Sternotomy

A sternotomy, or median sternotomy, is a procedure to create access to your heart or other body parts your breastbone protects. Your surgeon cuts through your breastbone or sternum and spreads the two sides apart to be able to see and operate on your heart. After fixing your heart, your surgeon puts the two halves of your sternum back together.

Overview

What is a sternotomy?

Sternotomy, also known as a median sternotomy, is a procedure to separate your sternum (breastbone). Cardiac surgeons frequently use it to access your heart and aortic arch during surgery.

Your sternum, or breastbone, is a flat, narrow bone that runs vertically (up and down) between your left and right rib cages. All of these bones are there to protect your heart and lungs, which are necessary for living. But when you have a heart problem that needs to be fixed, splitting and spreading your breastbone apart is often the best way for your surgeon to get to the area they need to reach.

An alternative to sternotomy, a mini sternotomy or upper hemisternotomy, is the most common way to reach your heart without doing a full sternotomy. A mini sternotomy uses an incision that’s only 2 to 3 inches long, which is about half the length of a traditional sternotomy. The incision starts between your breastbones and only goes down to about your fourth rib.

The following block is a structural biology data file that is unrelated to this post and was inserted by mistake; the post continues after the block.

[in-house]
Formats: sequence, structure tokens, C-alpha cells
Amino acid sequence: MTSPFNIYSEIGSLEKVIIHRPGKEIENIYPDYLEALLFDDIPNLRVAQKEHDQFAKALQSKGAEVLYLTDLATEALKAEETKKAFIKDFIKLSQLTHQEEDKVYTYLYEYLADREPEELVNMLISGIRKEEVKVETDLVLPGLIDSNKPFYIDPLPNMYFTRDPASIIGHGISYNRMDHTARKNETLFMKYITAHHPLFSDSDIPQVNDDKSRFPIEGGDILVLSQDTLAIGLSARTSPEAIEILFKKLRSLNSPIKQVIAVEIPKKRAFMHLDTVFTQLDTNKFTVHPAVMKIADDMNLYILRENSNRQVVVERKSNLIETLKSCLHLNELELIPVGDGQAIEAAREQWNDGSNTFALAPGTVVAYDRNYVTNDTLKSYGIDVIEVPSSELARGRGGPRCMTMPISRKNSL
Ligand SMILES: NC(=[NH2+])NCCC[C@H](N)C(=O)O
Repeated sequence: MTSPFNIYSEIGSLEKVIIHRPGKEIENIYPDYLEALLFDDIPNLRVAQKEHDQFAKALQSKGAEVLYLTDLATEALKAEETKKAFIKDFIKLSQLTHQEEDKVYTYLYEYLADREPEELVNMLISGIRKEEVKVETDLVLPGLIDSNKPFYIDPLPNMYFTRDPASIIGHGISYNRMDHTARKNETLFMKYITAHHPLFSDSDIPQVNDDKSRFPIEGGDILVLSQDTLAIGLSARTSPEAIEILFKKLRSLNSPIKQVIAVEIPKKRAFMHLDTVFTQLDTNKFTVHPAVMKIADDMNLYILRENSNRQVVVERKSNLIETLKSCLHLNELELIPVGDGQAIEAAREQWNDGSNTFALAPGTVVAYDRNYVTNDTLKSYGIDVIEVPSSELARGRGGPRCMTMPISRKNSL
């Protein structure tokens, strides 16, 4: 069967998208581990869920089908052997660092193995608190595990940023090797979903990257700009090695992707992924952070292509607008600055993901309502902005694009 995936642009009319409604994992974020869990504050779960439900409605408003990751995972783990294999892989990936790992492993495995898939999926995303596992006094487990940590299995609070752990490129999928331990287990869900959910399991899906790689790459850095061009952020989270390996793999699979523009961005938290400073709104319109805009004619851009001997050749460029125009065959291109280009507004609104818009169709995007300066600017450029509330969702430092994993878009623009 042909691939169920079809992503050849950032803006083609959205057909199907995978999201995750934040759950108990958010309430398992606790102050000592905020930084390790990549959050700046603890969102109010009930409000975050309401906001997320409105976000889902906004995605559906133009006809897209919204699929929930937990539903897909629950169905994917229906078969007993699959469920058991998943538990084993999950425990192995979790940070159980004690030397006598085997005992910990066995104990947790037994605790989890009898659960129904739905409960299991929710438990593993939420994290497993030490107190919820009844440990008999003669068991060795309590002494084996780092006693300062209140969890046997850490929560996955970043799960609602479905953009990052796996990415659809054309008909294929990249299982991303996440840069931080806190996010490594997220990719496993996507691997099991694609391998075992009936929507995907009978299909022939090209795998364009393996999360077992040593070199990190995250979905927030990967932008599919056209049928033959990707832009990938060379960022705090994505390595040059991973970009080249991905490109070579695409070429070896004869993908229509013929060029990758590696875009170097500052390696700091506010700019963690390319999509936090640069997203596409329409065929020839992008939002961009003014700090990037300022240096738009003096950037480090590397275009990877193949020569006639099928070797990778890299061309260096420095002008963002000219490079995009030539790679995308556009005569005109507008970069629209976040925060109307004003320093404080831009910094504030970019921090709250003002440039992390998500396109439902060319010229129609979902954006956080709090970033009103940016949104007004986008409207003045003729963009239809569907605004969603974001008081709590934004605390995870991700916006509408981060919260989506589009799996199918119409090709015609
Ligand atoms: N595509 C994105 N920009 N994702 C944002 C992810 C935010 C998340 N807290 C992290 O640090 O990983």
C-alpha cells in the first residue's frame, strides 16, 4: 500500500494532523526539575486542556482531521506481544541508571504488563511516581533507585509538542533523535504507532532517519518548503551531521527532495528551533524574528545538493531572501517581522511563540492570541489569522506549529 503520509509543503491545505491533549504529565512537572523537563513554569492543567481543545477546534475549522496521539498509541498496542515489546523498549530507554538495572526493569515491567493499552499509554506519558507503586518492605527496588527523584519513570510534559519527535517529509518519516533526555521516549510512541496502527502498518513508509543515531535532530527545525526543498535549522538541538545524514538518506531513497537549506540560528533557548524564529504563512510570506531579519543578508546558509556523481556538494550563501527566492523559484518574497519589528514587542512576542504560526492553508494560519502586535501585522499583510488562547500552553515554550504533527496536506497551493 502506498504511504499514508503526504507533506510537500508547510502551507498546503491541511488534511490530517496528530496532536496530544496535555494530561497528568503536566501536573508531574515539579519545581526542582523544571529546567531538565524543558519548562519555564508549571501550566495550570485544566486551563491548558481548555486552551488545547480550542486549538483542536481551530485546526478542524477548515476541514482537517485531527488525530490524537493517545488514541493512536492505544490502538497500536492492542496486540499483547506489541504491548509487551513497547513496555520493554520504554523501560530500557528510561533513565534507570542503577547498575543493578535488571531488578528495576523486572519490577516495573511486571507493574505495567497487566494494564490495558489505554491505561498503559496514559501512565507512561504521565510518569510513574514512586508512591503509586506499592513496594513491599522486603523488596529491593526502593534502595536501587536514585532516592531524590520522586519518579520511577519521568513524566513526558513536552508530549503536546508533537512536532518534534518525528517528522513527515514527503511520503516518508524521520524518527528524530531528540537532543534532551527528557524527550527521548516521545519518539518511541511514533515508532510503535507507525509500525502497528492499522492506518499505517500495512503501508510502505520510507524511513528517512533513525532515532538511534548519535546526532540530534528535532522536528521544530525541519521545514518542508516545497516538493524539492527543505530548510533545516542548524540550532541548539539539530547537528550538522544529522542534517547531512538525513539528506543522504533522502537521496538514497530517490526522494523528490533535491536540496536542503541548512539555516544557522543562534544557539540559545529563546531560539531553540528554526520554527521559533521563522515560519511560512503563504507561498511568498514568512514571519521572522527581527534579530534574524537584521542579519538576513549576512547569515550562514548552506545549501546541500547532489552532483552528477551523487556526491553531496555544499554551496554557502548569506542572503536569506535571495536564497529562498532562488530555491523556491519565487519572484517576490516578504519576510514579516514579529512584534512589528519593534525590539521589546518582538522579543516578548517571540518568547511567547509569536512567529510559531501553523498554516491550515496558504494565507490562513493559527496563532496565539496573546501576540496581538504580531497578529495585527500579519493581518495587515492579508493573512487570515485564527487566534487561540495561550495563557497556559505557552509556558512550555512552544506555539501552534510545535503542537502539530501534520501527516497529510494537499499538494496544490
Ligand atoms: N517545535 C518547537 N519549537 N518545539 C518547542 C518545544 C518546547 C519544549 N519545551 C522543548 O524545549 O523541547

Is a sternotomy open heart surgery?

A median sternotomy procedure allows a surgeon the access they need to do open heart surgery. When they split your breastbone down the middle and open it, they can see and work on your heart.

Is a sternotomy major surgery?

Since it takes about two months for a sternotomy to heal, you can consider it major surgery. If you’re having a sternotomy, you’re most likely having open heart surgery, which is also major surgery.

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Why would someone have a sternotomy?

A sternotomy allows a surgeon to get to areas your sternum and ribs protect, such as your:

What does a sternotomy treat?

Some surgeries fix or remove a body part, but a sternotomy doesn’t do that. It’s an operation that allows your healthcare provider to temporarily move a bone out of the way so they can work on something under it. Most of the time, your provider needs to reach your heart through a sternotomy.

How common is a sternotomy?

A sternotomy procedure is very common. It’s the approach cardiac surgeons use most often for coronary artery bypass surgery and other heart surgeries. Surgeons perform more than 700,000 sternotomies each year in the United States.

Procedure Details

What happens before a sternotomy?

Before your sternotomy, your healthcare provider will:

  • Ask you to bathe or shower before coming to the hospital.
  • Trim any hair on your chest, if needed.
  • Give you antibiotics.
  • Clean the skin on your chest and possibly beyond it, depending on the type of surgery.
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How is a sternotomy done?

During your sternotomy, your surgeon will:

  1. Cut through your skin with a scalpel, starting between your two collarbones. This is the top of your sternum. They’ll cut down to where your sternum ends. Your sternum is about 6 inches long if you’re an adult.
  2. Cut through the middle of your sternum with a sternal saw from top to bottom.
  3. Put in a tool (retractor) to move your split sternum apart.
  4. Possibly remove part or all of your thymus gland if you’re a child (for better visibility).
  5. Open your pericardium, the sac around your heart.